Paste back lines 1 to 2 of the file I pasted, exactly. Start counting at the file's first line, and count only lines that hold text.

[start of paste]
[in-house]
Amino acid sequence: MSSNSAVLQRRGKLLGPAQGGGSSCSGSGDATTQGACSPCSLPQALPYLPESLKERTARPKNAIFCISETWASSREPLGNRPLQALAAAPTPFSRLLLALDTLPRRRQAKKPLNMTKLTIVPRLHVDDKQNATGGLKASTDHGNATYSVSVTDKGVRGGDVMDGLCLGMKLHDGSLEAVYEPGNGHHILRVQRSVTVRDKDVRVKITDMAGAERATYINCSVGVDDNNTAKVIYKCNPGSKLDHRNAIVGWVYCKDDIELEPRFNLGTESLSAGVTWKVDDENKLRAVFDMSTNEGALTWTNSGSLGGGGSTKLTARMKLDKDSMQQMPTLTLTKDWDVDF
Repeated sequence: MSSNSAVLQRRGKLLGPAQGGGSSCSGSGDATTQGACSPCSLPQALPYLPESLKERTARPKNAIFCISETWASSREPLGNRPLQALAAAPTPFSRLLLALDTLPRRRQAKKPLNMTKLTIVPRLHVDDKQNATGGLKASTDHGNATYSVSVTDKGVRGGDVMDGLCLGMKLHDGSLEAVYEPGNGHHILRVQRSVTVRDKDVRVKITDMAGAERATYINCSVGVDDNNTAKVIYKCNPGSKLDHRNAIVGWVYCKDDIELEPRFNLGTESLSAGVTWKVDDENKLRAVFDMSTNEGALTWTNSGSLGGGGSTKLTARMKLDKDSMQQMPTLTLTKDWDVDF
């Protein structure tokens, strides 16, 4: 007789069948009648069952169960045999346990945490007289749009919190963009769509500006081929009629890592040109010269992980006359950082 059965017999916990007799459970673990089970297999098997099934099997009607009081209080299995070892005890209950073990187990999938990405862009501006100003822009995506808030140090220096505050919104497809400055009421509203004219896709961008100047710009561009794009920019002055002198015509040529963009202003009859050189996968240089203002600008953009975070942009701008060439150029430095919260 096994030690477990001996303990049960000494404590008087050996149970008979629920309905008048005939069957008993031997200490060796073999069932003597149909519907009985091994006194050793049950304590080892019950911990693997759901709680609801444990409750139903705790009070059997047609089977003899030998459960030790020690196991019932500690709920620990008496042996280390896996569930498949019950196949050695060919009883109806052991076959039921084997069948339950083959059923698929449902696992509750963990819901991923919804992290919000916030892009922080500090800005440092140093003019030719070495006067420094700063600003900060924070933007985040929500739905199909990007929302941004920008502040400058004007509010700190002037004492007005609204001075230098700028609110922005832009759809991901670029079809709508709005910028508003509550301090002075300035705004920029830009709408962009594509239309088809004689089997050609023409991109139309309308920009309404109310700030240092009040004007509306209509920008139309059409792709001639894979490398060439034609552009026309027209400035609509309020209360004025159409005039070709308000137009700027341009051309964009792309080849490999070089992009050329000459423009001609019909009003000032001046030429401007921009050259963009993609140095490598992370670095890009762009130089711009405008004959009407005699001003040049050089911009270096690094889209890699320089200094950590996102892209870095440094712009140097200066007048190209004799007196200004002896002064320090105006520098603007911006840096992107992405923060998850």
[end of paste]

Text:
[in-house]
Amino acid sequence: MSSNSAVLQRRGKLLGPAQGGGSSCSGSGDATTQGACSPCSLPQALPYLPESLKERTARPKNAIFCISETWASSREPLGNRPLQALAAAPTPFSRLLLALDTLPRRRQAKKPLNMTKLTIVPRLHVDDKQNATGGLKASTDHGNATYSVSVTDKGVRGGDVMDGLCLGMKLHDGSLEAVYEPGNGHHILRVQRSVTVRDKDVRVKITDMAGAERATYINCSVGVDDNNTAKVIYKCNPGSKLDHRNAIVGWVYCKDDIELEPRFNLGTESLSAGVTWKVDDENKLRAVFDMSTNEGALTWTNSGSLGGGGSTKLTARMKLDKDSMQQMPTLTLTKDWDVDF